I heard this on NPR's 'Fresh Air' segment, yesterday, and wanted to share. The link to the story, With Ryan's Ascent, A Few Thoughts on 'Entitlement' provides both the transcript as well as the audio story (7 minutes long) if you prefer to listen.
"People are saying that Mitt Romney's selection of Wisconsin Rep. Paul Ryan as his running mate creates an opportunity to hold what Ryan likes to call an "adult conversation" about entitlement spending. In the present political climate, it would be heartening to have an adult conversation about anything. But bear in mind that "entitlement" doesn't put all its cards on the table. Like a lot of effective political language, it enables you to slip from one idea to another without ever letting on that you've changed the subject.
"Entitlement" originally had two separate meanings, which entered the language along very different paths. One sense of the word was an obscure political legalism until the advent of the Great Society programs that some economists called "uncontrollables." Technically, entitlements are just programs that provide benefits that aren't subject to budgetary discretion. But the word also implied that the recipients had a moral right to the benefits. As LBJ said in justifying Medicare: "By God, you can't treat Grandma this way. She's entitled to it."...The negative connotations of the word arose in another, very distant corner of the language, when psychologists began to use a different notion of entitlement as a diagnostic for narcissism...But it's only when critics get to the role of government that the two meanings of "entitlement" start to seep into each other."
I do believe that Romney's selection of Ryan does elevate the conversation of the campaign, or at least it should. There is nothing more important regarding the future of our country that the debate that needs to occur about how our country defines itself and what we are willing to do to ensure our children and grandchildren have as many opportunities and advantages as we enjoyed growing up. But for this debate to take place the American vote must take an interest and get involved in the discussion--at the dinner table, with friends and co-workers, and finally at the ballot box. Both aspects of 'entitlement' are important here...the legal definition that translates to large expenditures of public money and the cultural attitude toward 'rights', earned outcomes, and individual and societal expectations.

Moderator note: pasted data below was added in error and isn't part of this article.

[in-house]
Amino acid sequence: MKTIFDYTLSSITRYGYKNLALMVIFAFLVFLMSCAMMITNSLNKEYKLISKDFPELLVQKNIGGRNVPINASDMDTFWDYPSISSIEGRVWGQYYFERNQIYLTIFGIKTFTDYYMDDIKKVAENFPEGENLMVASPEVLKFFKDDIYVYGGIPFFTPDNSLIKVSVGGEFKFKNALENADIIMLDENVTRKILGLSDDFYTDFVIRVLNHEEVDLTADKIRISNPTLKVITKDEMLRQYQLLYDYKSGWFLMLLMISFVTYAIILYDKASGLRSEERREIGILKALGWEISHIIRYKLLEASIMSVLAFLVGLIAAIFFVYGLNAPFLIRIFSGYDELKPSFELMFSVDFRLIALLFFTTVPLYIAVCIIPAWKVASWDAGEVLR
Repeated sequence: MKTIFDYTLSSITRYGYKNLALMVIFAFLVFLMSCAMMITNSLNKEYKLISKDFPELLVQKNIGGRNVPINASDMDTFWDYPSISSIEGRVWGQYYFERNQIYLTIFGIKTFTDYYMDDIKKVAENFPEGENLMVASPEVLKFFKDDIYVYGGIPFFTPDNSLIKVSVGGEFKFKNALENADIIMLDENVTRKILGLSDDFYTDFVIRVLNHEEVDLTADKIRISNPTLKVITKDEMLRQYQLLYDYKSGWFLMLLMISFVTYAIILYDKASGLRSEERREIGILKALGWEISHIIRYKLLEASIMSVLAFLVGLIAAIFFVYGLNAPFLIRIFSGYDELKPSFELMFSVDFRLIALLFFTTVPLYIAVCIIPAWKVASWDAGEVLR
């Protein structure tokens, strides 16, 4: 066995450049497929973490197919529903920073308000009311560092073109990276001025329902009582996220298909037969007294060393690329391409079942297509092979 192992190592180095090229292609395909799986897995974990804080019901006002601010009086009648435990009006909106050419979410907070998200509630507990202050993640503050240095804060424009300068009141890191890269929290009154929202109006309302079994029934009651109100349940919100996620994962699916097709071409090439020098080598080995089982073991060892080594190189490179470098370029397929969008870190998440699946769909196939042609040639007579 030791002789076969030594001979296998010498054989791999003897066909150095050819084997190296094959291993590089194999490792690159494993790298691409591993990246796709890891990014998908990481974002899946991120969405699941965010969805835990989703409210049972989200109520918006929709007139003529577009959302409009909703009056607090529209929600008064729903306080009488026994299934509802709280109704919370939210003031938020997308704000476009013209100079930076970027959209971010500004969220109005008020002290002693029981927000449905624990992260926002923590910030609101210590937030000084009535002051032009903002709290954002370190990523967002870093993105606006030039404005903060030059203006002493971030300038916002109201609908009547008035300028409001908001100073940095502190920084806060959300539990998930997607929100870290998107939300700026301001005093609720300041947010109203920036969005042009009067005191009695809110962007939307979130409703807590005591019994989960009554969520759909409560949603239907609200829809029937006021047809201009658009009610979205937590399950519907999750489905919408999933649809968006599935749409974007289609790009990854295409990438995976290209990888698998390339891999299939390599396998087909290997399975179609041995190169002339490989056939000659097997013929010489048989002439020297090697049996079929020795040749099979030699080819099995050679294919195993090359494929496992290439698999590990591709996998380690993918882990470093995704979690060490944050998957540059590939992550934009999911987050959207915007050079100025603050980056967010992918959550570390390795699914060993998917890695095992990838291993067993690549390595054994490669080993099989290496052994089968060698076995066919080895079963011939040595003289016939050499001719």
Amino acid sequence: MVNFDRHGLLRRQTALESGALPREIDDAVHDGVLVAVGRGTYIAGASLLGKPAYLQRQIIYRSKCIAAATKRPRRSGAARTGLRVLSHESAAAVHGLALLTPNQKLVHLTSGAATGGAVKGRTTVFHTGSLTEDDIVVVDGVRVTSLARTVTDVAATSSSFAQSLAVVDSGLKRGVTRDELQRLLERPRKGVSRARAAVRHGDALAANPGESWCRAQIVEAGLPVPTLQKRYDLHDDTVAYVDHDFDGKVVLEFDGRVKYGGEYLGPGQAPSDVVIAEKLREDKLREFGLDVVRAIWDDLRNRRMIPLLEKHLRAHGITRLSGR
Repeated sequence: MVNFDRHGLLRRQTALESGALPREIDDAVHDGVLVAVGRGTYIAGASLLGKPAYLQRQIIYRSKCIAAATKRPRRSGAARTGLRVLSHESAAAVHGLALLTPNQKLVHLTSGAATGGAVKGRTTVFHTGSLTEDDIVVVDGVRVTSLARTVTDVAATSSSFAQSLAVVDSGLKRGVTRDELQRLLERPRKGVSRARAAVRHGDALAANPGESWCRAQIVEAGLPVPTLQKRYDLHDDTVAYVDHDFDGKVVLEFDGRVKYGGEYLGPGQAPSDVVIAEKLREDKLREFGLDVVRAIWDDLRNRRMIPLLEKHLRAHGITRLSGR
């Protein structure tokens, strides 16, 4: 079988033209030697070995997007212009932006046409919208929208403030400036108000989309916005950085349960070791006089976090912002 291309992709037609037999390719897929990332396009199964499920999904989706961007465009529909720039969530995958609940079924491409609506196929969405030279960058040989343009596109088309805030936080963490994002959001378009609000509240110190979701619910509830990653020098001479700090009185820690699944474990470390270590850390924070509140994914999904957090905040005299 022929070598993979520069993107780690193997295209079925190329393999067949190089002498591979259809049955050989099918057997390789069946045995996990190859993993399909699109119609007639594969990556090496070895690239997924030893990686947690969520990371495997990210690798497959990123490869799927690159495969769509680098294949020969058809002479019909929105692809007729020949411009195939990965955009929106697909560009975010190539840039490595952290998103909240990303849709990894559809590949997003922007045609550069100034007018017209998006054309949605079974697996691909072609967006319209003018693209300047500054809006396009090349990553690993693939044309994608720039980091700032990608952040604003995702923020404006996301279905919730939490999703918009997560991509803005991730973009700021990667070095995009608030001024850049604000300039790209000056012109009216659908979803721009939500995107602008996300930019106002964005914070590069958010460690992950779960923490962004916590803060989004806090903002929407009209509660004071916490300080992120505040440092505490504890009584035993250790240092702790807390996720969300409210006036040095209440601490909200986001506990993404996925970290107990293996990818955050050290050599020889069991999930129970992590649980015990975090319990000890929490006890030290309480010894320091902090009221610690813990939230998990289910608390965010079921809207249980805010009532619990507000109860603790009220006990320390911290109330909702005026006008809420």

In my view both aspects of 'entitlement' should fall more heavily on the individual than on the government. To the extent we displace onto government our expectations for 'success in life' and the provision of wealth, we'll find ourselves wholly dependent on the government and less able to define for ourselves what it means to be an individual. Per Theodore Forstmann, “In a state-run society the government promises you security. But it's a false promise predicated on the idea that the opposite of security is risk. Nothing could be further from the truth. The opposite of security is insecurity, and the only way to overcome insecurity is to take risks. The gentle government that promises to hold your hand as you cross the street refuses to let go on the other side.”